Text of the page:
Trouble in the Middle Kingdom spells peril all-round though China is not even a capitalist market economy integrated into the global financial system, but only linked by trade. Nor is it foreseeable that China will open its capital account to international markets; caterwauling by the world’s bourgeois economists, whose political naiveté is hilarious, notwithstanding. The point is this: globalisation as a process is stronger than global capitalism as a system. The name “socialist market economy” is no oxymoron as I argued in year 2000 in China’s Socialist Market Economy; Oxymoron or Viable Concept, a longish paper that has stood up surprisingly well across a decade and a half.
China is committed to the expansion of social security, education, and healthcare and pledged to end poverty and upgrade power plants to high environmental standards. The strategic standoff with the United States and China’s outrageous territorial ambitions in the South China Sea are surfacing in the midst of an economic slowdown and commitment to middle-income living standards for all. What will give? One good thing will be if generals and admirals are told that there is no cash for aircraft carriers, submarines and satellites. This though unlikely is possible for two reasons.
The Chinese Communist Party is the fount of power; the military dare not challenge it and insubordinate generals are sent packing sans notice. Party control of the PLA runs deep and its ideological supremacy is absolute. That’s for two; one is historical, reaching way back to leadership of the revolution and second and more recently pulling 300 million people out of poverty. One-party rule is secure for now. [This is different from PM Ranil Wickremesinghe’s limits; if BBS, Sina Le etc run wild can he send the military after them? Would that not be the opening that Gota’s chauvinist rump is waiting for? Ranil lacks anything like the CCP’s unquestioned remit over the PLA].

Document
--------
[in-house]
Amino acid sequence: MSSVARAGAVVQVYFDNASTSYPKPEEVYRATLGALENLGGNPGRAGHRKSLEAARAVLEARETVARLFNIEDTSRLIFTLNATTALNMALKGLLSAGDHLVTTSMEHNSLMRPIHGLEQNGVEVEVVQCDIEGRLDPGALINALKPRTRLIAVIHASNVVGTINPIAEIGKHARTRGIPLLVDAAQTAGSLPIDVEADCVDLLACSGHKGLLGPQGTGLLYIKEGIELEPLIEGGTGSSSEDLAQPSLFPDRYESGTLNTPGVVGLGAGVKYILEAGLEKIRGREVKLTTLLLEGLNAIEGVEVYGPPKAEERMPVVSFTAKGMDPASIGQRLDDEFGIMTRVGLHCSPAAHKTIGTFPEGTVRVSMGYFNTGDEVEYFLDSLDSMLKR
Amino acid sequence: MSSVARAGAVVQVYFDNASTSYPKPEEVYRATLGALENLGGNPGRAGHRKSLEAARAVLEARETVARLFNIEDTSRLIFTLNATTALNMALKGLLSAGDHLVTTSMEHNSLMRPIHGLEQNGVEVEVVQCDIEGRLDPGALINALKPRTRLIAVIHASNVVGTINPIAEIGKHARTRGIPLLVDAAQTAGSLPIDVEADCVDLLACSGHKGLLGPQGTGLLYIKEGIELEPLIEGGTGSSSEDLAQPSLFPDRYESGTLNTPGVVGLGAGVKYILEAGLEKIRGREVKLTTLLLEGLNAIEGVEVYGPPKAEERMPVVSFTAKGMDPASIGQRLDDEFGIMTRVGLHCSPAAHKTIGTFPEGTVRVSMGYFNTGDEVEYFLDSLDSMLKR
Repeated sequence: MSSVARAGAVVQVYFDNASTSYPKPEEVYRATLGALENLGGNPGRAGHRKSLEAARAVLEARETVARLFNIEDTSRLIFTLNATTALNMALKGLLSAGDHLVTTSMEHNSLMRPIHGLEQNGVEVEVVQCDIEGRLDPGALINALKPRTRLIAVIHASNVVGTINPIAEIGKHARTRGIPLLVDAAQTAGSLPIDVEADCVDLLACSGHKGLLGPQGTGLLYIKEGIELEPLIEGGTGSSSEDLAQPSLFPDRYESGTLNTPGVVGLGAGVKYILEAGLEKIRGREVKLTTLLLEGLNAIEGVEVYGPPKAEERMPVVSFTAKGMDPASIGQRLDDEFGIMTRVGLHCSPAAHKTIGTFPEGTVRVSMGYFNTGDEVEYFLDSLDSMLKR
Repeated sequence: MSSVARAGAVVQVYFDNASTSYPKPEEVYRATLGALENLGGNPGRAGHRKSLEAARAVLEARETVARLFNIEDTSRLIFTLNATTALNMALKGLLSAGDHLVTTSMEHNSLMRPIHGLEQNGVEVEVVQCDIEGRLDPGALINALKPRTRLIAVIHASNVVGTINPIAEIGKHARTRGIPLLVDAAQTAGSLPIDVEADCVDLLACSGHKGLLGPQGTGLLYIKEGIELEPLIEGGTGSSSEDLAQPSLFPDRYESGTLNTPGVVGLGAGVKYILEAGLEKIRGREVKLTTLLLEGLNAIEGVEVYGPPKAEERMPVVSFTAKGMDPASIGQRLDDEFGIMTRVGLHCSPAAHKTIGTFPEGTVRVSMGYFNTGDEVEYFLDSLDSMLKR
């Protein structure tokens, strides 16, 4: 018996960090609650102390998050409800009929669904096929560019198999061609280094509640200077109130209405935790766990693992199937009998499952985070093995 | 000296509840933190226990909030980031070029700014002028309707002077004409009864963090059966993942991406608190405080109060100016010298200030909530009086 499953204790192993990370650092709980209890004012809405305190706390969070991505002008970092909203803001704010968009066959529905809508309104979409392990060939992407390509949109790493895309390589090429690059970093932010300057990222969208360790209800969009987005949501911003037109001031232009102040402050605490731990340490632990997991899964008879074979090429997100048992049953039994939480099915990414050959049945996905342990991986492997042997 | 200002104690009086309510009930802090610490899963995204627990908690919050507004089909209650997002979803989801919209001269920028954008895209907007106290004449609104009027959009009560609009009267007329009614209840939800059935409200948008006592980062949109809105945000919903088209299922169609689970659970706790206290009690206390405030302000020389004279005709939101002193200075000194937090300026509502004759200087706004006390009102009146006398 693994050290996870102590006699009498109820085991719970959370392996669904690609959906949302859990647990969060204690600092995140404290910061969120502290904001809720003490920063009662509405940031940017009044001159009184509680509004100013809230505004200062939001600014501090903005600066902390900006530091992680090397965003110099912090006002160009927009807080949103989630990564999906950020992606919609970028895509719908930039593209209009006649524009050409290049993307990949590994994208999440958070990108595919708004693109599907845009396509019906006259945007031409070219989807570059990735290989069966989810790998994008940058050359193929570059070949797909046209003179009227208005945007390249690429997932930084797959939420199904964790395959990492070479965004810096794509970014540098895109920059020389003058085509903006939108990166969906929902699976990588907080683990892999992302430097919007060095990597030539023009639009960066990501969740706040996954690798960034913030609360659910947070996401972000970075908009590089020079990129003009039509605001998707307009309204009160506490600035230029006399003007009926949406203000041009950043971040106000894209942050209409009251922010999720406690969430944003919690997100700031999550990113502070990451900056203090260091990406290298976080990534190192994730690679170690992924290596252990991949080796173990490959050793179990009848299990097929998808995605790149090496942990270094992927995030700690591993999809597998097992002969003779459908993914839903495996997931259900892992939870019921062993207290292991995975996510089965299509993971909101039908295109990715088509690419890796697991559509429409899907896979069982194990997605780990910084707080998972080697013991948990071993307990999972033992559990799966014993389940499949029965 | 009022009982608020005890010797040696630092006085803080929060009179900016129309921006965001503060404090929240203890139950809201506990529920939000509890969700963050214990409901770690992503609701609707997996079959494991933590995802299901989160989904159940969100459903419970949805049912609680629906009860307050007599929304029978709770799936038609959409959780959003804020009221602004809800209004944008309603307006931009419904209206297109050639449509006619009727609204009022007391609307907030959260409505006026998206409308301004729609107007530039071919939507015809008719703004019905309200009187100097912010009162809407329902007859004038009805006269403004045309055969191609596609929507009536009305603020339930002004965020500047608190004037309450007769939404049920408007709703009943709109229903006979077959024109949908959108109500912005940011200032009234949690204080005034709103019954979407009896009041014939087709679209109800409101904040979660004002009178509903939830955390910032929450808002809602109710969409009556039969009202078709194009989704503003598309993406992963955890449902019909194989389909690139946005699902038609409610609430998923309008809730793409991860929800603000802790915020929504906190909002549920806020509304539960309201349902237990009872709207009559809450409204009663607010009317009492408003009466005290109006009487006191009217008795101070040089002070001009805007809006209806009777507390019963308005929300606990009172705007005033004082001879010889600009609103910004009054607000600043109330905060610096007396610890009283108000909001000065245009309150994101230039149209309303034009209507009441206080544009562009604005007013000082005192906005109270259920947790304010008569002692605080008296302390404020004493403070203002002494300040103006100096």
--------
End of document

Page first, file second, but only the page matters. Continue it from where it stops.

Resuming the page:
The second reason is that China can only resolve its constraints and overcome its deficits by dramatically increasing taxes on its wealthiest and most powerful classes. Brazil, Mexico, and Russia did not do so; they could not! This is where I finish as I started, China’s is neither a capitalist nor an entirely state economy; relations of class power and ideological influence are different from Brazil, Mexico or Russia. The Party, if it so decides, can push through big income restructuring. Will it? That needs grassroots mobilization; the Party has the ability to mobilize the masses but President Xi jin-ping doesn’t look the type to do it. I am no Mao fan, but it takes Mao-type ideological clout to kick off revolutionary realignment. The class and objective forces exist but what old Plehanov called “the role of the individual in history” does not. That’s another long theoretical story for another day.